Will We Blame Politics For Killing Head Start?

by Yasmina Vinci

Hearing the National Public Radio (NPR) segment “How Politics Killed Universal Child Care in the 1970s,” and following the avid dissemination of this tragic story by my colleagues in the civil society sector, made me wonder who might, decades from now, be blamed for killing Head Start? Kill Head Start, the life advantage that some of the most disadvantaged children and families get, and over 30 million have gotten already?

Who would do that?

In addition to elements and groups who have historically opposed the idea of providing opportunity to the families with most economic, racial, and developmental barriers to success, we are surprised to find that some of our colleagues in the Washington policy/advocacy civil society world are imagining that the nation’s most vulnerable children and families could be better served by individual states’ efforts at universal early learning. Have they forgotten the history of why institutions in local communities (churches, schools, community action agencies, reservations, and migrant programs) were given direct grants to provide the window of opportunity to children who would have been excluded from it on the basis of their race or ethnic identity in some states? Do they not know that Mayors and County Commissioners (of both parties) rely on their Head Start programs to provide the Head Start advantage through their comprehensive whole-child, whole-family two-generation approaches?

Big New Ideas

Getting ready for a new Administration has ramped up the quest for big new ideas among many of us in Washington. And while the Head Start community nationwide explores and compares local innovations to increase attendance, improve conditions for the Head Start workforce and looks to use the flexibility in the new Performance Standards to serve their families and communities even better, many of the Washington bunch see the old idea of giving states the Head Start money in a block grant, as a shiny new idea. Everyone in the Head Start community, and leaders of their communities, know that block granting Head Start to states would kill this proven national commitment to providing the opportunity for the American Dream to our most at-risk children.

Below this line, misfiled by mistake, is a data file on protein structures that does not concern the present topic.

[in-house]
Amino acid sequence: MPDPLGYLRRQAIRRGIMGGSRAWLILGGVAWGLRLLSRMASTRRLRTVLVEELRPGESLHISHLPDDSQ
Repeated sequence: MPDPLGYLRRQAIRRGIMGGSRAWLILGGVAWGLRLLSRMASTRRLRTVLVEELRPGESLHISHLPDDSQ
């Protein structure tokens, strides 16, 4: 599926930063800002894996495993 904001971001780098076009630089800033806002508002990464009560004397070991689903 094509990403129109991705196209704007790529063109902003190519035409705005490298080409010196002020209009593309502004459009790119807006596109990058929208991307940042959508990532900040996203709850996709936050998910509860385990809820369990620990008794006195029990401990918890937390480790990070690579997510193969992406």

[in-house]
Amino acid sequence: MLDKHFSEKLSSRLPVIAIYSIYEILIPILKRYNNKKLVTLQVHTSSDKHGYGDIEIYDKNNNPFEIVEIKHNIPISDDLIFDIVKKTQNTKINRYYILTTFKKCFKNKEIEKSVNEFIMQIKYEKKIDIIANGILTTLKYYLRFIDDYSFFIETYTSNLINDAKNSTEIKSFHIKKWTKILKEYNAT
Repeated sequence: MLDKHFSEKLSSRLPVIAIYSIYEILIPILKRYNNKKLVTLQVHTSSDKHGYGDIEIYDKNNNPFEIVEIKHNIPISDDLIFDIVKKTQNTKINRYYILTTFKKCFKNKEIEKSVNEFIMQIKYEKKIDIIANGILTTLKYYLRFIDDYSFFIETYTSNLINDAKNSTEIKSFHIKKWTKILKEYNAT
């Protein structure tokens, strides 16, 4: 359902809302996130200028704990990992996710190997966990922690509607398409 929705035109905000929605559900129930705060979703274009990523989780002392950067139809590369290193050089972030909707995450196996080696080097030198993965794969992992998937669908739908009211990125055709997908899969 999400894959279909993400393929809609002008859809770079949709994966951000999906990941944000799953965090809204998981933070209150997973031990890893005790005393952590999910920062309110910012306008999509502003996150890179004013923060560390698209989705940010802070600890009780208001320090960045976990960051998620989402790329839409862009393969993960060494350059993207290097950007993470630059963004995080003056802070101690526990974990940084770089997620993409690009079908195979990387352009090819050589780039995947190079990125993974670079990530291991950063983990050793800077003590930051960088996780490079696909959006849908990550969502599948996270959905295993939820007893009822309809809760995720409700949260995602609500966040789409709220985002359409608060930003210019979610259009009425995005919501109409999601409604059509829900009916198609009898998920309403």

Block granting Head Start to states would kill this proven national commitment.

Do we, for the sake of an idea — states building their own early learning systems with all different federal money streams at their disposal — dare deny to actual children in demographically and geographically unfavored areas the opportunity to be the next President of the Ford Foundation, or the CEO of the NAACP or Girl Scouts of the USA, or the US Secretary of Health and Human Services?

Health and Human Services Secretary Sylvia Mathews Burwell announcing that she herself was a Head Start child.

An old friend who is an accomplished family therapist told me that she could not understand the desire to dismantle something that is in place, gets results, and continually improves. This brings us to the question of “evidence”, the bunker that holds both the long-lasting opponents of Head Start and the enthusiasts for the new idea of block granting Head Start to states. The much mischaracterized Impact Study and the 3rd grade “fadeout” myths and realities are used to deny the incontrovertible long-term positive results for success in school and life of the recipients of the Head Start advantage (see links below).

So, if in the next few years the Head Start advantage is lost to future generations, for once it may not be politics and politicians who are to blame but some of our very own colleagues at other Washington-based civil society institutions.

Yasmina Vinci is the Executive Director of the National Head Start Association.

Further reading on the Head Start Advantage

The Effects of Tulsa’s CAP Head Start Program on Middle-SchoolAcademic Outcomes and Progress (Georgetown University)

The Long-Term Impact of the Head Start Program (PDF) (The Hamilton Project)

Early Childhood Education (PDF) (National Bureau of Economic Research)

Revisiting the impact of Head Start (PDF) (Institute for Research on Labor and Employment)

Early Childhood Intervention and Life-Cycle Skill Development: Evidence from Head Start (PDF) (Harvard University)